Strong Breezes and Cloudy Weather the first part of the latter fair Weather and not so much swell in the Bay. Wind nearly at East and the Thermometer from 80 to 83. One Man in the sick list. Received a plentifull supply as yesterday. Employed Tarring the yards, salting Pork and cleaning ship. Sent the Main Topsail on shore to be repaired. Shifted 13 Plants more which makes 239. Only one of the Plants was found realy dead, the others shooting at the Roots, but they looked so bad we thought it not advisable to trust them any longer.
This afternoon a Cannoe arrived from Ulietea with a Cheif of that Island and Huaheine called Terreetareeah, who is Nephew to Oberreeroah. He brought with him a Sheep, which the people of this place no sooner were acquainted with than they came to tell me of the circumstance, and I immediatly set off in quest of it. Fore sometime I was doubtfull of the truth of the account, but at last I found the poor animal tyed to the side of the House where the master of it was feasting with some Erreeoys. It was infected with the mange and mere skin and bones, which might in some degree be occasioned by being carried about in the Cannoes. The Climate however had not changed its fleece, for notwithstanding the disease it was, except a part about the shoulder, well covered with wool, from which I conclude it to be the English Ewe left by Captain Cook. The Horns were large. I now made particular enquiries whether Terreetareeah had any more, and altho from all former accounts I was convinced there were none but at Imeo, yet he asserted there were ten at Huaheine: At all events I determined to buy this and I was surprized that at one word I got it for a small Toey and took it away with me to Poeenos House, at the same time offering a great price for any others that they would bring to me.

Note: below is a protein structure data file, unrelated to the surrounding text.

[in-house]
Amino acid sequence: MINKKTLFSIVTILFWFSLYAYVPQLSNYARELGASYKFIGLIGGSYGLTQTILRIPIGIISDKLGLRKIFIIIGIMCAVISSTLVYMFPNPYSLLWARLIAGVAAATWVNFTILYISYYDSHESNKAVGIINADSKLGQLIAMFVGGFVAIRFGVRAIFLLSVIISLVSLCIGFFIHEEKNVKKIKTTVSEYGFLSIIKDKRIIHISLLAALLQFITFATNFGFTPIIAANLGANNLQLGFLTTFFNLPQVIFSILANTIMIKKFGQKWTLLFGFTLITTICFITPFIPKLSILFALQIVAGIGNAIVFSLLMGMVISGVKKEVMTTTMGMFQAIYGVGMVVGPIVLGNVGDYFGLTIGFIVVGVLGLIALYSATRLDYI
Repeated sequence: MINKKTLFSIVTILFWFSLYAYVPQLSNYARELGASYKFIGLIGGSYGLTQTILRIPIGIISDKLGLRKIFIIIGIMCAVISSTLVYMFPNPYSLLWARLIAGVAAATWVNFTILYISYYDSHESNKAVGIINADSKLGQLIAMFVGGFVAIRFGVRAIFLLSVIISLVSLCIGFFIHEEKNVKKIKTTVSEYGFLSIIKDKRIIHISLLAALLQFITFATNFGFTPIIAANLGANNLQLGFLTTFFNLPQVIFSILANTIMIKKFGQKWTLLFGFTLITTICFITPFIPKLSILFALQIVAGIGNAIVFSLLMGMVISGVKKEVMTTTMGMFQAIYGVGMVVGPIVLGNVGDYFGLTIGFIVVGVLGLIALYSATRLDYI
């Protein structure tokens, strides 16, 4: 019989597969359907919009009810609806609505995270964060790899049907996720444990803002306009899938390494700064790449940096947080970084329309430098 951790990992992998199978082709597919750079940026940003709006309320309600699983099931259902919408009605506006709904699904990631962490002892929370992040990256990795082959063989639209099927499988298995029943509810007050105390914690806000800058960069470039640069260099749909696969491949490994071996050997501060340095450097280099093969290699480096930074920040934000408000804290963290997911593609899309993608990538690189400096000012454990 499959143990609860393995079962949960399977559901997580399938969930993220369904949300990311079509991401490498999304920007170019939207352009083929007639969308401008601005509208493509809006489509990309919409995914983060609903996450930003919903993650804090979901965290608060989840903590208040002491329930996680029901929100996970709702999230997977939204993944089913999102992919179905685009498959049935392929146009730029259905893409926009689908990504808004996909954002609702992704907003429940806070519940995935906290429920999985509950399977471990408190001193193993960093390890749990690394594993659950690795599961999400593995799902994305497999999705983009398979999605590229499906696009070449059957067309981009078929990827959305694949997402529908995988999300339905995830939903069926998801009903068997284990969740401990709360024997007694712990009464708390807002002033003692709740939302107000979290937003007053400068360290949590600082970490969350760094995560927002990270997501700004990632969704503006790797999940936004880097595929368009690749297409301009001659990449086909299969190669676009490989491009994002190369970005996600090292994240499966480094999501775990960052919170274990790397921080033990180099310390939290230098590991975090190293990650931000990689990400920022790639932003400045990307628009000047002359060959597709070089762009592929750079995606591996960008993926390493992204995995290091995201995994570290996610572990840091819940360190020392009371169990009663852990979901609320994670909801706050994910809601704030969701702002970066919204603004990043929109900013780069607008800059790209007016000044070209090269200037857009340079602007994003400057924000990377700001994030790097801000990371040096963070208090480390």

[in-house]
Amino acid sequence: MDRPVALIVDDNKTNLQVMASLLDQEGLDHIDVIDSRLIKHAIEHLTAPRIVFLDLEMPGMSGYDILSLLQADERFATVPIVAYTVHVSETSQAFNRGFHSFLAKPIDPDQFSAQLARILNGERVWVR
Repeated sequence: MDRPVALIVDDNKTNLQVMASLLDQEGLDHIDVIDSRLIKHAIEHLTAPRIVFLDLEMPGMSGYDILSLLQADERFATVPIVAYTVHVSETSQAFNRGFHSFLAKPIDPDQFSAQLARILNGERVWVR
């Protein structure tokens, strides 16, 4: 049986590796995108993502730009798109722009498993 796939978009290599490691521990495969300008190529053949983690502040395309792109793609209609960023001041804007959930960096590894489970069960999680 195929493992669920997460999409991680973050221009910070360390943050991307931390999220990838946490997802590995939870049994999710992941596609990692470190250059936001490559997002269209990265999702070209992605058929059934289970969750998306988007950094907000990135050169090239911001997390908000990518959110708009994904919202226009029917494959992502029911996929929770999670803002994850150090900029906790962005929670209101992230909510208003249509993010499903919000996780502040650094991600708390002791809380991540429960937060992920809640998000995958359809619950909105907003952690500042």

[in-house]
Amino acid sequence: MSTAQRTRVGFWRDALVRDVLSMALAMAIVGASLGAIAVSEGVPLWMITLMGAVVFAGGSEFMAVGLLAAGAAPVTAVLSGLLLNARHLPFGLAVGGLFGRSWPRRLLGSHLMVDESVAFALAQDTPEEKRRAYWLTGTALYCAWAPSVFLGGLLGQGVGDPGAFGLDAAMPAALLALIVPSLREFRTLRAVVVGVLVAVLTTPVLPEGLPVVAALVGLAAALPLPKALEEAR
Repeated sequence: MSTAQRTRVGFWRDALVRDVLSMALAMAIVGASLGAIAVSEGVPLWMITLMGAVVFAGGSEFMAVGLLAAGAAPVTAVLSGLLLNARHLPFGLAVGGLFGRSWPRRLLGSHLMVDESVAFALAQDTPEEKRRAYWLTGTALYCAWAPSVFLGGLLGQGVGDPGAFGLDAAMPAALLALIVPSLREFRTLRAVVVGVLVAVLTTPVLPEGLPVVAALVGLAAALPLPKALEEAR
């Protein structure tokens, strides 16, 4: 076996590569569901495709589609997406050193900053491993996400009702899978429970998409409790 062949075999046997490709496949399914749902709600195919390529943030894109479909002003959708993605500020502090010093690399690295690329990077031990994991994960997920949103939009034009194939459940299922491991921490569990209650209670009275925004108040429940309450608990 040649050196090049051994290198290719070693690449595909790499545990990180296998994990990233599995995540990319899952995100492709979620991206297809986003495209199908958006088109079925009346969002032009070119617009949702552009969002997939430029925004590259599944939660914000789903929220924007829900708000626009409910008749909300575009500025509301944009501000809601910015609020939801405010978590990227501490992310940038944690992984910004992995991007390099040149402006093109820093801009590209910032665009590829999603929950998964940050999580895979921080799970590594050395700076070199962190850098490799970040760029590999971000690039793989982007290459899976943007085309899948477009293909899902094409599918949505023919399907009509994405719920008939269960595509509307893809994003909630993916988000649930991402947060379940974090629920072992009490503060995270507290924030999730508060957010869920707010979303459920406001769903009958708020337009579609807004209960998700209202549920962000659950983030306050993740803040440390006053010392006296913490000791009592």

If the Breed of these animals are established at any of the Islands it will be a fortunate circumstance, and I hope to know with certainty before I leave them, but little of what the Natives say about the Cattle is to be relied on.
I enquired again after Omai and the two New Zeland youths, and the accounts concerning them differed not materially with those I have already given; but I cannot get any person to bring Coah (who is alive and well) to me, or acquaint him that I am here.
Two small Orange plants and a Fig tree I planted at Poeenos are in a flourishing state, and as I found a fine shaddock Tree that was planted by Captain Cook near the middle of the Bay, I desired Mr. Nelson to cut slips and carry them with me to Poeenos, where are also sown a variety of fruit stones and Pips, besides Indian Corn.
At this place I saw the process of making Mahie. The Bread fruit is well cleared of the outer coat of the Rind and cut into quarters, and a pit about a foot deep is dug in the ground, which being covered with broad leaves so as to make a secure lining, the Breadfruit is put into it. With this about a tenth part of Ripe fruit (for the other was not so) is mixt, and the whole being rounded up to a heap, it is covered over with the like leaves upon which is laid a number of stones. In this state I was told it was only necessary for it to remain about three Weeks and the Cores being then taken away it would be fit for use at this period it is a thick straw coloured paste and is taken out as it is wanted, made up into small Rolls in the leaves of the Tree and baked. It acquires an acid taste, but is an agreeable and refreshing food, altho it is not every one who likes it at first. That the leaves may more effectually keep the Mahie together they are formed into large roses and stitched through the middle with tough Grass or any thing that will answer the purpose that is near them. The Ripe fruit seems to be applied to ferment the rest.